Is it true that if a user does not have Cloud to Device Messaging (C2DM) in his account the C2DM will not work?

If so, how can I do push notifications without a Google account?

  • Yes, you are right. There surely are some third party libraries that can provide push notification functionality without C2DM. It will increase the draw on the battery though. – Till Helge Nov 25 '11 at 12:27

The different techniques to send push notifications can be listed as follows

  • Android Cloud to Device Messaging (C2DM) on OS2.2+
  • Other techniques for pre OS2.2 Devices.

Cloud to Device Messaging (C2DM) OS2.2+: The standard push notification method used in the android platform is called Android Cloud to Device Messaging (C2DM). The service provides a simple, lightweight mechanism that a server can use to tell an app to contact the server directly, to fetch updated data.

C2DM allows to send lightweight messages to android apps. The messaging service is not designed for sending a lot of user content via the messages. Rather, it should be used to tell the apps that there is new alert on the server, so that the application can fetch it.

C2DM limitations:

  • The message size limit is 1024 bytes.
  • Google limits the number of messages a sender sends in aggregate, and the number of messages a sender sends to a specific device
  • C2DM makes no guarantees about delivery or the order of messages
  • C2DM requires users to set up their Google account on their mobile devices.
  • C2DM requires devices running Android 2.2 or higher that also have the Market application installed

Server should be

  • Able to use HTTPS to communicate with C2DM Server.
  • Able to communicate with our client.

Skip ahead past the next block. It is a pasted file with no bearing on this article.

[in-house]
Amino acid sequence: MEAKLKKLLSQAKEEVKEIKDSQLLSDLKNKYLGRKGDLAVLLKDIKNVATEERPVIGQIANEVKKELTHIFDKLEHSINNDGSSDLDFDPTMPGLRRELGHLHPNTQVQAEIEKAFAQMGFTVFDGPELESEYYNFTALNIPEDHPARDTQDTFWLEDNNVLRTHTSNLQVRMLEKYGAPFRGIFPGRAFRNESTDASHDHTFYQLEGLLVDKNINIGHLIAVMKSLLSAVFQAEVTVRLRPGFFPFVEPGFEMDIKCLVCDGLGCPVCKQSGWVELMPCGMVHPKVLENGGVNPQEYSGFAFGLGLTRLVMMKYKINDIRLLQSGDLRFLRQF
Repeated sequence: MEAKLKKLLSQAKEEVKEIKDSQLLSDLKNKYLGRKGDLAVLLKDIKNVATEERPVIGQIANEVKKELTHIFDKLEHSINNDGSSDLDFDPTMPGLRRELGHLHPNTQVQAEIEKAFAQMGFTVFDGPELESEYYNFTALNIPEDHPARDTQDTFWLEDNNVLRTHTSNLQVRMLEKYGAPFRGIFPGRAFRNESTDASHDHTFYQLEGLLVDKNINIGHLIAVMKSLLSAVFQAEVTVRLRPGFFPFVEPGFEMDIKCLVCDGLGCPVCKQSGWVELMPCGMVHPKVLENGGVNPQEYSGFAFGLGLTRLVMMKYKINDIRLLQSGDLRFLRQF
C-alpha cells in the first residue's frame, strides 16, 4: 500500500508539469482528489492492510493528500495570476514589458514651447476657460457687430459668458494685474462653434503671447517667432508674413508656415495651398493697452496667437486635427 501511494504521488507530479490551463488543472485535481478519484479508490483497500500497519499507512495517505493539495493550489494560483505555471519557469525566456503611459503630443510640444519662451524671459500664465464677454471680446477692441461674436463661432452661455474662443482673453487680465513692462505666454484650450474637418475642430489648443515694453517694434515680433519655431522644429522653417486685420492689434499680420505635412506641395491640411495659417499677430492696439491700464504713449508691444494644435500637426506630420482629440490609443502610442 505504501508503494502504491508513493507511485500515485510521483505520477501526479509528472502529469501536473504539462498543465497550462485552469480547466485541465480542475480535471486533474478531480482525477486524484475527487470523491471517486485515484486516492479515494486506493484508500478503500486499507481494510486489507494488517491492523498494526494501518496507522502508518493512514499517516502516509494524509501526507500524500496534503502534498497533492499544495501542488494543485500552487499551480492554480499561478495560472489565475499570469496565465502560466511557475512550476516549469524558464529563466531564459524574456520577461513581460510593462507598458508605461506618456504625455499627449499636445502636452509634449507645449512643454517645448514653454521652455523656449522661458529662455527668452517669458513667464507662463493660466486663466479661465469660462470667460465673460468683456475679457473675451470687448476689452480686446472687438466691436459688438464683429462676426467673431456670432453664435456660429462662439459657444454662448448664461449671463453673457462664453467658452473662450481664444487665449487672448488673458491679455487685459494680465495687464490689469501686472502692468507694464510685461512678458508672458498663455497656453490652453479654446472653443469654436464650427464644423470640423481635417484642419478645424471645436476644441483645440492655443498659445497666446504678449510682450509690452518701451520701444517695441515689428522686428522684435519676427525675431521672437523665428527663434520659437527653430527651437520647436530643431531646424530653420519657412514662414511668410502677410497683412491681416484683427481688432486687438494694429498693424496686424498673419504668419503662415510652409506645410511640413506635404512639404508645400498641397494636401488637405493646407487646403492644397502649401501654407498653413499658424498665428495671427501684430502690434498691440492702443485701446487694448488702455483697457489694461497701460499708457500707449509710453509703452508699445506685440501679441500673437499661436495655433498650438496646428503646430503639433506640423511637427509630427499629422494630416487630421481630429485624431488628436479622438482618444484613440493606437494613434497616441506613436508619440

• Able to fire off HTTP requests to the C2DM server.
  • Able to handle requests and queue data as needed. For example, it should be able to perform exponential back off.
  • Able to store the ClientLogin Auth token and client registration IDs. The ClientLogin Auth token is included in the header of POST requests that send messages. For more discussion of this topic, see ClientLogin for Installed Applications. The server should store the token and have a policy to refresh it periodically.

Other techniques for pre OS2.2 Devices:

  • Poll rather than push
  • SMS
  • Persistent TCP/IP
  • Third-party offerings

Poll rather than push: Android app can periodically poll the server for new messages from a background local service. The more often you poll the closer you get to the real-time push.

  • Adv: Easy to implement.
  • Disadv: Not real-time.Will kill the battery.

SMS: Android apps can intercept text messages in the android phone.So if a server can send an sms when there is a notification, the android app can receive the sms and then check for new data at server.

  • Adv: easy to implement. Fully real-time updates.
  • Disadv: Can be costly to do.

Ericsson labs provide a hosted service which allows upto 2000Sms's to be sent.

Persistent TCP/IP: The android app initiates a long-lived mostly idle TCP/IP connection with the server and maintains it by occasionally sending keepalive messages. Whenever there is something new on the server, it sends a messages to the phone over the TCP connection.

  • Adv: Fully real-time updates.
  • Disadv: Hard to implement a reliable service on both the phone and the server side. The Android OS is known to be able to kill services when it’s running low on memory, so our notifications service can easily disappear. What happens when our phone goes to sleep? Imagine if all the apps use the same technique . there will be plenty of open connetions which will drain the battery.

Third-party offerings

  • Urban Airship Push : The big disadvantage is that it requires the user install the AirMail app onto their device.
  • The deacon project
  • xtify
  • pushdroid.org

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